• Dali Cookery School, East Gate Village, Dali Old Town, . Why not try to cook several Chinese dishes? Great time and good food. Several courses available with four dishes in each. Visit the local market to buy all the fresh veggies. Can be booked direct or through several guesthouses in Dali.

Western edit

  • [dead link] Ruben's Belgian Waffles (红龙井比利时挖福饼; bǐlìshí wāfúbǐng), Corner of Fuxing Road and Honglong Jing (waterfall street), next to Dico's (红龙井和复兴路的十字路口,德克士旁边), +86 13577015005, . Open everyday from 14:00. This small waffle place, which is run by Belgian expat Ruben, offers delicious Belgian waffles, with several toppings available.
  • The Sweet Tooth (Sweet Tooth 甜点屋; Sweet Tooth Tiándiǎnwū), 52 Boai Road (博爱路52号; Bó'àilù) (on a corner in Dali Old Town). This cafe specializes in pastries and desserts. The cafe is owned and operated by local hard-of-hearing people. Serves delicious and high quality desserts, coffee and milkshakes.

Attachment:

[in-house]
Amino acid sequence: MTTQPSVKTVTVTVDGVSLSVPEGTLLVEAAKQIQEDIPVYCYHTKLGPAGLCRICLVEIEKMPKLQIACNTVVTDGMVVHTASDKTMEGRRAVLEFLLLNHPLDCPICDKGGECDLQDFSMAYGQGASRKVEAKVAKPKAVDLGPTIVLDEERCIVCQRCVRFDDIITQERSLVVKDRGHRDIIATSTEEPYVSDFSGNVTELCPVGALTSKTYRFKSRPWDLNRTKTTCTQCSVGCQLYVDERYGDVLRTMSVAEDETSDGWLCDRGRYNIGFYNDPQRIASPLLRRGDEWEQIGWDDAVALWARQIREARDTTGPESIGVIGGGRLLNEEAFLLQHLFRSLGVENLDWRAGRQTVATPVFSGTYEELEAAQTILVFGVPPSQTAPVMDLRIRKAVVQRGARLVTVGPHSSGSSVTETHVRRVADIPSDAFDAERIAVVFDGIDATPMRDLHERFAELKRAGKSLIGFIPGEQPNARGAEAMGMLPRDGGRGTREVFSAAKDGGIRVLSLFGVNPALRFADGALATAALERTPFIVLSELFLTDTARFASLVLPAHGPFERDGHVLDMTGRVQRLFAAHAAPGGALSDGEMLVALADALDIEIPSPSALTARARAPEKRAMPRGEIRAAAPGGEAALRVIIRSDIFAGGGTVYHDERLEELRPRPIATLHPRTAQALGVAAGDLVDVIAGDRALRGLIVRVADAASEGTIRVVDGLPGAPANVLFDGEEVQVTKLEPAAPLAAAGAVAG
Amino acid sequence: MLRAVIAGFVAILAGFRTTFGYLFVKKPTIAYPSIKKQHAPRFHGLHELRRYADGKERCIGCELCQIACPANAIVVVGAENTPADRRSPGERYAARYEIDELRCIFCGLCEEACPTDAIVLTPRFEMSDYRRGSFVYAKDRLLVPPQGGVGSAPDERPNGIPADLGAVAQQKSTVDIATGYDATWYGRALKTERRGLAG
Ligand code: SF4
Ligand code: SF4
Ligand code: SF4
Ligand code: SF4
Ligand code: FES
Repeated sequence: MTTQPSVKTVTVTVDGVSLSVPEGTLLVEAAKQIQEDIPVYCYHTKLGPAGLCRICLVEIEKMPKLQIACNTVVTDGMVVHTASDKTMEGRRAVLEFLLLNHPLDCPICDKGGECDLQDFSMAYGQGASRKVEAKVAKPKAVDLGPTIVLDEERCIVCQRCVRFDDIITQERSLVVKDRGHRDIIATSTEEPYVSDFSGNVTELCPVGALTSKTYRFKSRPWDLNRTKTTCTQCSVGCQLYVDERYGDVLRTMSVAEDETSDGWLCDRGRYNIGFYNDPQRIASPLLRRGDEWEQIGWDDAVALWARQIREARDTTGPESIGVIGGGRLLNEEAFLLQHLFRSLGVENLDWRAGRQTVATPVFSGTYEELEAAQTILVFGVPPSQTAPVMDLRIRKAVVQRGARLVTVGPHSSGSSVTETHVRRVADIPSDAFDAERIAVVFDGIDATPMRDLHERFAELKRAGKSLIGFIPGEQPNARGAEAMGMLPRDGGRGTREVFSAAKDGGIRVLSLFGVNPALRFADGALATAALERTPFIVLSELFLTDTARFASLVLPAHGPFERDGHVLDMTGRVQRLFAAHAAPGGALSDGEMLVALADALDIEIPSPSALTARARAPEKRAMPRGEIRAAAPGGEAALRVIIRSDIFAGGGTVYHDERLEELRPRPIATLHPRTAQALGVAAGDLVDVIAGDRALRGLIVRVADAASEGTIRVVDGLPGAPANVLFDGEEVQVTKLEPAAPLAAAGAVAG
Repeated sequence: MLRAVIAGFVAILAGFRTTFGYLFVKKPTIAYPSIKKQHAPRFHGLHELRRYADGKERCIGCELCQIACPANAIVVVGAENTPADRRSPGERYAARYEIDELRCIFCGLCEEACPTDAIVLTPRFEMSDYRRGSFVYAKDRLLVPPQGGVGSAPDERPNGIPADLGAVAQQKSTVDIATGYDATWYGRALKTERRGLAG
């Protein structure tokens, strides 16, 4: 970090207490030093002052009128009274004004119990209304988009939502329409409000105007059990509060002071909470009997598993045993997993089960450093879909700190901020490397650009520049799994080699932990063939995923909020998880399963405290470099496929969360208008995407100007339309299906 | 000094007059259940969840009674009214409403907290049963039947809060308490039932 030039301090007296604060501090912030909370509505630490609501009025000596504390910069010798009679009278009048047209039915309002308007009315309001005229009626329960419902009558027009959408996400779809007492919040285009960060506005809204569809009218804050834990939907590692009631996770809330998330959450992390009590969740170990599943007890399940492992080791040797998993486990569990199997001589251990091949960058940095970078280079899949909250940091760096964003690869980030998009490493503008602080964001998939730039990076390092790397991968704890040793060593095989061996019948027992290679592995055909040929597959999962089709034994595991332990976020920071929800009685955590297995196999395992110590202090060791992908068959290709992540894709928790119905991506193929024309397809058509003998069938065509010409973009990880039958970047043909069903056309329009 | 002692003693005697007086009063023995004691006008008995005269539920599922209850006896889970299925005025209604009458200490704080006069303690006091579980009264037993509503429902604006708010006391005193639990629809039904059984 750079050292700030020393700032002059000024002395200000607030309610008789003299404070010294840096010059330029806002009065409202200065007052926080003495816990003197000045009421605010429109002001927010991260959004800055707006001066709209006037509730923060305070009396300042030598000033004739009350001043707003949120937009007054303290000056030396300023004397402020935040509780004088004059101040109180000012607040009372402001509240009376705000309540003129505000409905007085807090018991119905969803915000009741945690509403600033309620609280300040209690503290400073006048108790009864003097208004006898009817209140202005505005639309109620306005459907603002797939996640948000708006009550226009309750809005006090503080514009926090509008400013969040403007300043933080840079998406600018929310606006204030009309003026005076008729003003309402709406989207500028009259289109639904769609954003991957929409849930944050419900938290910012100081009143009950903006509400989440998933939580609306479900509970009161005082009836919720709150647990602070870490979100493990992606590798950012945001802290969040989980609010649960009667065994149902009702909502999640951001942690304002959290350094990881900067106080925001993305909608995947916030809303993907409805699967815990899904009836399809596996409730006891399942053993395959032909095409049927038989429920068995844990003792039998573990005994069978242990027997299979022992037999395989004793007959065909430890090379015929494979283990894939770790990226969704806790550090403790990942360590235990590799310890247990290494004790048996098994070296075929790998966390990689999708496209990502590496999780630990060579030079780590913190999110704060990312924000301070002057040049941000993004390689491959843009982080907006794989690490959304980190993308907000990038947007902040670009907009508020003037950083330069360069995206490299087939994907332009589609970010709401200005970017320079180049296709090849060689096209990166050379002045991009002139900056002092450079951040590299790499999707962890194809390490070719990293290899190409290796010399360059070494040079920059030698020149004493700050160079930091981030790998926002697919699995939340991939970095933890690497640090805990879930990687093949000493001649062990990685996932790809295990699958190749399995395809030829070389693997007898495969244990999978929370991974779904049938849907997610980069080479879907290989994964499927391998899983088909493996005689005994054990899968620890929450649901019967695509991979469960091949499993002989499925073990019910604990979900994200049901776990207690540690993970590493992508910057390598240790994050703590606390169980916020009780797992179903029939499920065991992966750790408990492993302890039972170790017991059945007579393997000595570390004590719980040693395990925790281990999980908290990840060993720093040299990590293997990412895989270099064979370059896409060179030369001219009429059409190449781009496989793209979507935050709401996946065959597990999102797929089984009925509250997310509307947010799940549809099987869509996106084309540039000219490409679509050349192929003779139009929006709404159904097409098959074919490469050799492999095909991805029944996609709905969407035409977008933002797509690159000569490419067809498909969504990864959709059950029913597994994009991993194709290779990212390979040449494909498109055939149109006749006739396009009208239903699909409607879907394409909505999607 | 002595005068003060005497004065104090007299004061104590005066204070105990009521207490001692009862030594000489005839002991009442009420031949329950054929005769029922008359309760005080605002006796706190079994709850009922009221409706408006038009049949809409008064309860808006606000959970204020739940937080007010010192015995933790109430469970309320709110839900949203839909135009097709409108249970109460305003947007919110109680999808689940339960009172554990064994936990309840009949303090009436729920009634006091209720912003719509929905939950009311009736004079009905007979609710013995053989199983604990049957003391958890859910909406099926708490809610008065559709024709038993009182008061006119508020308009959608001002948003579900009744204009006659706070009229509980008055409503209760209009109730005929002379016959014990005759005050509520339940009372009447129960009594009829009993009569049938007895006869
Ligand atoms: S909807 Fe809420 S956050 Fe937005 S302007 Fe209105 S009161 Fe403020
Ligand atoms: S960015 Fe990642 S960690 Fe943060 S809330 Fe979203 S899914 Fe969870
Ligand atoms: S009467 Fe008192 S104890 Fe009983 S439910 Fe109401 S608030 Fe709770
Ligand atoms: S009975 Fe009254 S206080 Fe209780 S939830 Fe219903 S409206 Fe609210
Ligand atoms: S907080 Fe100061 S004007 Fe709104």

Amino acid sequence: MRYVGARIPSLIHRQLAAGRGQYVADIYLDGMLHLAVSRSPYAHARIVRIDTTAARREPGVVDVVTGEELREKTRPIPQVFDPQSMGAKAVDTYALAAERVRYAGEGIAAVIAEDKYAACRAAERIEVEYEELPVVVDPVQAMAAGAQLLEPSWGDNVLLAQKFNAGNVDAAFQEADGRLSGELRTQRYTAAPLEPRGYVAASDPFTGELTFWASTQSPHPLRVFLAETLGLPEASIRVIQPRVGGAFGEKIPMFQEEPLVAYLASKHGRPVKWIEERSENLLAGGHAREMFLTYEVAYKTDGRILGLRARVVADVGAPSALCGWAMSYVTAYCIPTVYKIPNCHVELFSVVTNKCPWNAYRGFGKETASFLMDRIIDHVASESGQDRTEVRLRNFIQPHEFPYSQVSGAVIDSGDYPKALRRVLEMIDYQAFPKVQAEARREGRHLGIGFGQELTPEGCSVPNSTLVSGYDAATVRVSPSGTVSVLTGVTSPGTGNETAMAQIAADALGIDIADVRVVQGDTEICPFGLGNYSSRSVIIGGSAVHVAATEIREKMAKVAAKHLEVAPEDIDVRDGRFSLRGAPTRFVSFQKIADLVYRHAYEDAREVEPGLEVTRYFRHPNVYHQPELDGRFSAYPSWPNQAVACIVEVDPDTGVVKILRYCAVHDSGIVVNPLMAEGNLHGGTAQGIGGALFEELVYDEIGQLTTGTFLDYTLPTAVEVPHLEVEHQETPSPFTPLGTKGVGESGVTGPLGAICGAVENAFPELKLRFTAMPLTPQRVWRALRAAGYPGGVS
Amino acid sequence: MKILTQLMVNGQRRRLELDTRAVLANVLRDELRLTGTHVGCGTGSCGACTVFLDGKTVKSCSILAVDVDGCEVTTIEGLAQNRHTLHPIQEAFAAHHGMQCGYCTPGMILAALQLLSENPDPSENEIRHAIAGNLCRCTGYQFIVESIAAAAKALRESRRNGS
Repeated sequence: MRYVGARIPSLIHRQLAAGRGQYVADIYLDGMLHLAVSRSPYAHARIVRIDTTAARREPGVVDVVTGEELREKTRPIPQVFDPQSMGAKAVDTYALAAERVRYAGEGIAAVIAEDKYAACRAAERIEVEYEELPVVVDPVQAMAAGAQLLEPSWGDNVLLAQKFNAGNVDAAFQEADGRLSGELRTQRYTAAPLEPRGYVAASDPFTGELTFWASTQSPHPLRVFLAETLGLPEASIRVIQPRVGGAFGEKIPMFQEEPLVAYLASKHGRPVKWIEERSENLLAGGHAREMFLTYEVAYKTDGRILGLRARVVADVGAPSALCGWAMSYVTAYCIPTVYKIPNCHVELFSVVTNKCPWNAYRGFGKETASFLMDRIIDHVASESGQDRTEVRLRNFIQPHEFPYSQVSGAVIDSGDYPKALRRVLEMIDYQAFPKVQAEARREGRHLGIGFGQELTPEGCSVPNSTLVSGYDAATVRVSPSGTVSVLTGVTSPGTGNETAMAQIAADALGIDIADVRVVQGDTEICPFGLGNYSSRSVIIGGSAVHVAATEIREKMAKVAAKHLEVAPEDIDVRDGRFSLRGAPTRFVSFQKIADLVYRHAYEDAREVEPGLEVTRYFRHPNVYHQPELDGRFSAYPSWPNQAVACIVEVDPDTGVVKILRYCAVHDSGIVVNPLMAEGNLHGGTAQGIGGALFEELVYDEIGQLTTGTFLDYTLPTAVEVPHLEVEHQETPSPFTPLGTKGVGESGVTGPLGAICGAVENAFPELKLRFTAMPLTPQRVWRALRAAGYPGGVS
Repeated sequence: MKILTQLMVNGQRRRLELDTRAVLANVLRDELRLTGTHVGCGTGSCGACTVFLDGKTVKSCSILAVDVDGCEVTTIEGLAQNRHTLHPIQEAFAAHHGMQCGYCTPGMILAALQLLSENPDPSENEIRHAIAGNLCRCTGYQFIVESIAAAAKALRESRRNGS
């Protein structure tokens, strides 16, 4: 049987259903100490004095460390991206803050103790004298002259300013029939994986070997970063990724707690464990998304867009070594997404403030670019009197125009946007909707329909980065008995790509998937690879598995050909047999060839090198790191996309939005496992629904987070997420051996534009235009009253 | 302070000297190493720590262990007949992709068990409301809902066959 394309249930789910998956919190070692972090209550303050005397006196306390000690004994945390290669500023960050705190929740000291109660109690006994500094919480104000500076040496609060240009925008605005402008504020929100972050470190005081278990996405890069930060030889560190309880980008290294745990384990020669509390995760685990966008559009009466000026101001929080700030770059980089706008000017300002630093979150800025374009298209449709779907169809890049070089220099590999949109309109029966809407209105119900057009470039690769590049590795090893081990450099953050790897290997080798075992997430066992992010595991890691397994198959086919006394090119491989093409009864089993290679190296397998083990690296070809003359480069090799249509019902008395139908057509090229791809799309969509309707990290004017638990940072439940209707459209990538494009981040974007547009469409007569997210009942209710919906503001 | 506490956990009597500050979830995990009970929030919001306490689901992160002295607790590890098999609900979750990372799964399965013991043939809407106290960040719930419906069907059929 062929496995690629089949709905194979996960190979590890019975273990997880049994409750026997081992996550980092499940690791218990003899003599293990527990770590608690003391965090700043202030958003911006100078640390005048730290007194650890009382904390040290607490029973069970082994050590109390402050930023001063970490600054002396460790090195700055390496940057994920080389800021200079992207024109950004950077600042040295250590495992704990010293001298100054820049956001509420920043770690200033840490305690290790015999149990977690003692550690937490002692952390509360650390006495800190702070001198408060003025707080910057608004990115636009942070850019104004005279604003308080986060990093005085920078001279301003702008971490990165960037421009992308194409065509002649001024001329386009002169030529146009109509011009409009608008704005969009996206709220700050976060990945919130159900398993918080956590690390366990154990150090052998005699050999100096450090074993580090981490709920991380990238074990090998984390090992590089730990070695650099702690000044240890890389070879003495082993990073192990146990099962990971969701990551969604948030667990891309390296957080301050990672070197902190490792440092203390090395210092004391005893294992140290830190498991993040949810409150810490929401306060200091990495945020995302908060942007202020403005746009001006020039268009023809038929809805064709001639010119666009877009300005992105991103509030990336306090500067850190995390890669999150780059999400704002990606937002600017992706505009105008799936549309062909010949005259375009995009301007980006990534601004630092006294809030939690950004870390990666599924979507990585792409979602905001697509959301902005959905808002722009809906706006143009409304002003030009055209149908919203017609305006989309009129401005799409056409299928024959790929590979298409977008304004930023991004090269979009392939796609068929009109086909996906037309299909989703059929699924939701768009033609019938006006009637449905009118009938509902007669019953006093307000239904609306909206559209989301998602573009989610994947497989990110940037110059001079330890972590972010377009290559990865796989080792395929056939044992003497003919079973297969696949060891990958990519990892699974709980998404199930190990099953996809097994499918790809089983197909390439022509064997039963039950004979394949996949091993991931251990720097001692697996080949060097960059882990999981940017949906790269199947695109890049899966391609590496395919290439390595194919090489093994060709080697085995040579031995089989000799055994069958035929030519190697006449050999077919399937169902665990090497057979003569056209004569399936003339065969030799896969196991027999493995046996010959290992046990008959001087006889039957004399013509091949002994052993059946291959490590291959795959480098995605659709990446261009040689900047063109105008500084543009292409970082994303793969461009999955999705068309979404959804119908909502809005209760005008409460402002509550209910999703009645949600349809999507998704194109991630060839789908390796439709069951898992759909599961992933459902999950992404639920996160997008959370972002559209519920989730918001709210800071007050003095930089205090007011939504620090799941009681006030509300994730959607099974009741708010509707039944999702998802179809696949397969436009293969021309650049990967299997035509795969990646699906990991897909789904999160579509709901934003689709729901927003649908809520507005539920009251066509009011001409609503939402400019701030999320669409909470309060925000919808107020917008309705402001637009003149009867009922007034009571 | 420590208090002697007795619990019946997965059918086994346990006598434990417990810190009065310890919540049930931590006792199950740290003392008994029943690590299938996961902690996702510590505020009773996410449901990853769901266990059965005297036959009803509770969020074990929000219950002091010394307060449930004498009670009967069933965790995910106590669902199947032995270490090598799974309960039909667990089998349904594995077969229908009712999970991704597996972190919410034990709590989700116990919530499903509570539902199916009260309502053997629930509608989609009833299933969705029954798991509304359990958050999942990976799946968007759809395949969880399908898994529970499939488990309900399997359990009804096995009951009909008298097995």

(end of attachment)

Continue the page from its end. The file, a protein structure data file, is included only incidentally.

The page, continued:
• Cafe de Jack (樱花园咖啡; Yīnghuāyuán Kāfēi), 82 Boai Road (博爱路82号; Bó'àilù), +86 872 2671572. Dali's oldest Western cafe. Has a fireplace, great apple pie, pleasant atmosphere and a great rooftop garden. While the menu is a little tired, the breakfast is good, as well as the chocolate cake and the lasagne. Spread over three levels, Cafe de Jack is the largest and most successful of the backpacker cafe/bars in Dali. Very popular with locals and travellers alike. The owners, local brothers Jack and Tim, are often on hand to provide good travel advice.
  • Bakery 88 (88号西点店; 88hào Xīdiǎndiàn), 88 Boai Road (博爱路88号; Bó'àilù) (next to Cafe de Jack). This German-style bakery is easy to spot and has a great cake selection visible from the street. Run by a long term German resident, Karine, and is popular with both foreigners and locals.